(he Kimolia ge, Cimolia Creta), which was used by fullers in washing clothes.
This chalk was also employed in medicine. (Strab. x. p. 484; Eustath. ad Dionys.
530; Schol. ad Aristoph. Ran. 713; Plin. iv. 12. s. 23, xxxv. 17. s. 57; Cels.
ii. 33.) This Cimolian earth is described by Tournefort as a white chalk, very
heavy, without any taste, and which melts away when it is put into water. The
island is covered with this white chalk, whence Ovid (Met. vii. 463) speaks of
cretosa rura Cimoli. The figs of Cimolus were celebrated by the comic poet Amphis
(Athen. i. p. 306); and though the soil is barren, figs are still produced in
the vallies. Another writer (quoted by Athenaeus, iii. p. 123, d) speaks of certain
caves of the island, in which water being placed became as cold as snow, though
Cimolus contained 1200 inhabitants when it was visited by Ross in 1843. The modern town is in the SE. of the island, about a quarter of an hour from the harbour, which is both small and insecure. In the middle of the west coast there is a Paleokastron, situated upon a steep rock about 1000 feet in height; but it appears only to have been built as a place of refuge to be used in times of danger. The ancient town was situated at Daskalio, also called St. Andrew, on the S. coast, opposite Melos. Daskalio, or St. Andrew, is the name given to a rock, distant at present about 200 paces from the island, to which, however, it was originally united. The whole rock is covered with the remains of houses, among which Ross noticed a draped female figure of white marble, of good workmanship, but without head and hands. As long as the rock was united to the island by an isthmus, there was a good, though small harbour, on the eastern side of the rock. Around this harbour was the burial-place of the town; and several of the sepulchral chambers situated above the water were opened at the end of the last and the beginning of the present centuries, and were found to contain painted vases and golden ornaments, while above them were stelae with reliefs and inscriptions; but at present nothing of the kind is discovered. The strip of coast containing the tombs is called Hellenika. To the E. of Daskalio on the S. coast there is a small rock, containing a ruined tower, called Pyrgos; and N. of the present town, there is upon the east coast a good harbour, called Prasa, where there are said to be some Hellenic sepulchral chambers. This harbour, and the one at Daskalio, are probably the two, which Dicaearchus assigns to Cimolos (Descript. Graec. 138, p. 463, ed. Fuhr):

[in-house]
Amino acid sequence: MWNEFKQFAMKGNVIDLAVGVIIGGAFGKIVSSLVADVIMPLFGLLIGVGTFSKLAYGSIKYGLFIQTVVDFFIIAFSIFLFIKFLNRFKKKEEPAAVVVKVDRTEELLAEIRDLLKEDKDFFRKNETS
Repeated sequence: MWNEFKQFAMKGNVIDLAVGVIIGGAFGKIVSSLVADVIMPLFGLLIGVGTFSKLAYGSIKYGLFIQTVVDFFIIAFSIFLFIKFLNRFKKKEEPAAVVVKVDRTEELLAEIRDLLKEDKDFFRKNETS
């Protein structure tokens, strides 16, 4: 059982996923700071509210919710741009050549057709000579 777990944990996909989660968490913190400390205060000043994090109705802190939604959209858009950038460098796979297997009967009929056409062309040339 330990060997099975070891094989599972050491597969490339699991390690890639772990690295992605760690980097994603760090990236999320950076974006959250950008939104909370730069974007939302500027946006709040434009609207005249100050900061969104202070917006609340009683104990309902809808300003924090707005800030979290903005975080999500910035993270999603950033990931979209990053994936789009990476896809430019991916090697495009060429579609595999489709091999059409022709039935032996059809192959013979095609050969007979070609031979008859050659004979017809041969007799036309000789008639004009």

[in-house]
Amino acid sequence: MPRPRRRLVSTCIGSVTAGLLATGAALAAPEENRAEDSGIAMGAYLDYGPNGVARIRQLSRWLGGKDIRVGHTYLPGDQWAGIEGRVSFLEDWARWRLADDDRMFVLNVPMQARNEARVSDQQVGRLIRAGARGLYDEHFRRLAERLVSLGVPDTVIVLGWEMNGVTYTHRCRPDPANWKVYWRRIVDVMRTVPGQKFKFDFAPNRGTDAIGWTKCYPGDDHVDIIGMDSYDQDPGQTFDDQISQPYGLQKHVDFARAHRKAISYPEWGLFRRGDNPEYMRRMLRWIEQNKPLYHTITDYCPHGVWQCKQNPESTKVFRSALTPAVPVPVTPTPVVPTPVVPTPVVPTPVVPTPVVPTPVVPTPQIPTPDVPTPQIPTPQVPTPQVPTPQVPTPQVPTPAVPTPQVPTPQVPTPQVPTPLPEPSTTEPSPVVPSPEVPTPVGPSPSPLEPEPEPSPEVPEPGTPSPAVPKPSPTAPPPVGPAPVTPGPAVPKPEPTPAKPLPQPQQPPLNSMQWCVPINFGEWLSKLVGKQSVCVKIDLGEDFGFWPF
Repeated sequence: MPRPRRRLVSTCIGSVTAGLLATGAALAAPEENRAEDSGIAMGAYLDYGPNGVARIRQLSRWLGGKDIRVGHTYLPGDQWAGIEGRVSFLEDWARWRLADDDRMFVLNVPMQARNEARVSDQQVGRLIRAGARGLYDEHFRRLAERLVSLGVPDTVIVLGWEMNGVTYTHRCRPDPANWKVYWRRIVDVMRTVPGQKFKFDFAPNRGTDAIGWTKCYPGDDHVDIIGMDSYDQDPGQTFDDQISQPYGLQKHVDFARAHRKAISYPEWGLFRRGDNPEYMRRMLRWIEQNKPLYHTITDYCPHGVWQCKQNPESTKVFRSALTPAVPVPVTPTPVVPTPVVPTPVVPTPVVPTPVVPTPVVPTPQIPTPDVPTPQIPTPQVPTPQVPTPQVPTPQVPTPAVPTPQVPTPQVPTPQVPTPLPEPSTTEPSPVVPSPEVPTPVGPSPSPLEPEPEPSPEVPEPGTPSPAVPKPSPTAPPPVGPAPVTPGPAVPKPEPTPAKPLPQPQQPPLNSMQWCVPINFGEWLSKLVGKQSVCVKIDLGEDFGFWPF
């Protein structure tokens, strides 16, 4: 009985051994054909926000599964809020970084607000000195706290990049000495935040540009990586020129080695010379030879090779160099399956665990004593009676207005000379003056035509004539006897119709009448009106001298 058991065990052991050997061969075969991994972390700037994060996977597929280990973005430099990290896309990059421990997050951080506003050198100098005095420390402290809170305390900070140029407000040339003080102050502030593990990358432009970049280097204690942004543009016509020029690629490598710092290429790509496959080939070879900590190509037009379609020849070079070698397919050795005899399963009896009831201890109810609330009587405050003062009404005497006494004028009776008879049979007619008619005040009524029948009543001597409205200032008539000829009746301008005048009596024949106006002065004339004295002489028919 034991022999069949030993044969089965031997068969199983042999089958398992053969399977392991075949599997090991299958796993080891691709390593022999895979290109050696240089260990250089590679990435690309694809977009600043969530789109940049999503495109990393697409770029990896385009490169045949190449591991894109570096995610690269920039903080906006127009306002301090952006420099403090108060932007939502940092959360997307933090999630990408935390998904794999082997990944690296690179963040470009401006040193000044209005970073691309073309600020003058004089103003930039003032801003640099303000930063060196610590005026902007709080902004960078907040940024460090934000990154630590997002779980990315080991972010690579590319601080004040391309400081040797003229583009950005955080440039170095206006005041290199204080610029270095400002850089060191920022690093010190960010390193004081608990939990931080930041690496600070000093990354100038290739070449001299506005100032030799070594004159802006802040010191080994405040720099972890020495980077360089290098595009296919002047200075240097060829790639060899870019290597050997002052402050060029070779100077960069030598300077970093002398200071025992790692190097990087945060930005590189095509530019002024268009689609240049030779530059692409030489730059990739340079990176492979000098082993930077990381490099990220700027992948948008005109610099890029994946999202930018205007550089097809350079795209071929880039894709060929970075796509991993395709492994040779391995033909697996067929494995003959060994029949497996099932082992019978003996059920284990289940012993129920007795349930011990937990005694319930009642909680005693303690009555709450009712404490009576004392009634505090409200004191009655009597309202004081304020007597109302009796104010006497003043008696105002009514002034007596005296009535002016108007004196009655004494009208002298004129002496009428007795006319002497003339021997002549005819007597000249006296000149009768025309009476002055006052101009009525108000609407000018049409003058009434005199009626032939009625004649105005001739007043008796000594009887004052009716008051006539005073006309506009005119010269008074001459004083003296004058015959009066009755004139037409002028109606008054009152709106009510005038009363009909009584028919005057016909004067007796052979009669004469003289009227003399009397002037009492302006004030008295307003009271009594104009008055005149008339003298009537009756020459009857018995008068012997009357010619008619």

Epeita Siphnos kai Kimolos echomene,
Echousa limenas duo.
The Greeks still call the island Cimoli; but it is also called Argentiera, because a silver mine is said to have been discovered here. Others suppose, however, that this name may have been given to it even by the ancients from its white cliffs. (Tournefort, Travels, &c. vol. i. p. 111, seq., transl.; Fiedler, Reise durch Griechenland, vol. ii. p. 344, seq.; Ross, Reisen auf den Griech. Inseln, vol. iii. p. 22, seq.)
This text is from: Dictionary of Greek and Roman Geography (1854) (ed. William Smith, LLD). Cited August 2004 from The Perseus Project URL below, which contains interesting hyperlinks